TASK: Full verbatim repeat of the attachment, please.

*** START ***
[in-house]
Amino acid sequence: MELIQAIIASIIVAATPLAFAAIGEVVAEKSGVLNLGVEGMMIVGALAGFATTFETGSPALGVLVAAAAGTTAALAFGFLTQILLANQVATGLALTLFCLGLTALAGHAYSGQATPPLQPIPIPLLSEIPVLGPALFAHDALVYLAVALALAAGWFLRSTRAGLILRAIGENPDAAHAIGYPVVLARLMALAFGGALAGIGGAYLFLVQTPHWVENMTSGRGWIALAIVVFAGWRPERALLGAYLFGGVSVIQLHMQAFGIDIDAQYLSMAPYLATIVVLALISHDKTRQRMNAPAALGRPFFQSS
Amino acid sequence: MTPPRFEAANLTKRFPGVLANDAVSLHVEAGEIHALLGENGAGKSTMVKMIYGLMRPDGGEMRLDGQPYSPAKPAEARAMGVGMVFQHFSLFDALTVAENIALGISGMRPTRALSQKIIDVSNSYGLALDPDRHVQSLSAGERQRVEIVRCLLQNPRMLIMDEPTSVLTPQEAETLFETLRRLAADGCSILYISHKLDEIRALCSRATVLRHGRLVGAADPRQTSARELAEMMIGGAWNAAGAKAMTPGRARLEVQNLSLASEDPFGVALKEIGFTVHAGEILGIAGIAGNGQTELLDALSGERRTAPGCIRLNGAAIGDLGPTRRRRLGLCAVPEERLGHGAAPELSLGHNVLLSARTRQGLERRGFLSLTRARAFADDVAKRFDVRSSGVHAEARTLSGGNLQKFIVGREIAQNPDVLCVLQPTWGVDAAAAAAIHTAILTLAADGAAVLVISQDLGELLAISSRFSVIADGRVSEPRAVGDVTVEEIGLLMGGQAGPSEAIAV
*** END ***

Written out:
[in-house]
Amino acid sequence: MELIQAIIASIIVAATPLAFAAIGEVVAEKSGVLNLGVEGMMIVGALAGFATTFETGSPALGVLVAAAAGTTAALAFGFLTQILLANQVATGLALTLFCLGLTALAGHAYSGQATPPLQPIPIPLLSEIPVLGPALFAHDALVYLAVALALAAGWFLRSTRAGLILRAIGENPDAAHAIGYPVVLARLMALAFGGALAGIGGAYLFLVQTPHWVENMTSGRGWIALAIVVFAGWRPERALLGAYLFGGVSVIQLHMQAFGIDIDAQYLSMAPYLATIVVLALISHDKTRQRMNAPAALGRPFFQSS
Amino acid sequence: MTPPRFEAANLTKRFPGVLANDAVSLHVEAGEIHALLGENGAGKSTMVKMIYGLMRPDGGEMRLDGQPYSPAKPAEARAMGVGMVFQHFSLFDALTVAENIALGISGMRPTRALSQKIIDVSNSYGLALDPDRHVQSLSAGERQRVEIVRCLLQNPRMLIMDEPTSVLTPQEAETLFETLRRLAADGCSILYISHKLDEIRALCSRATVLRHGRLVGAADPRQTSARELAEMMIGGAWNAAGAKAMTPGRARLEVQNLSLASEDPFGVALKEIGFTVHAGEILGIAGIAGNGQTELLDALSGERRTAPGCIRLNGAAIGDLGPTRRRRLGLCAVPEERLGHGAAPELSLGHNVLLSARTRQGLERRGFLSLTRARAFADDVAKRFDVRSSGVHAEARTLSGGNLQKFIVGREIAQNPDVLCVLQPTWGVDAAAAAAIHTAILTLAADGAAVLVISQDLGELLAISSRFSVIADGRVSEPRAVGDVTVEEIGLLMGGQAGPSEAIAV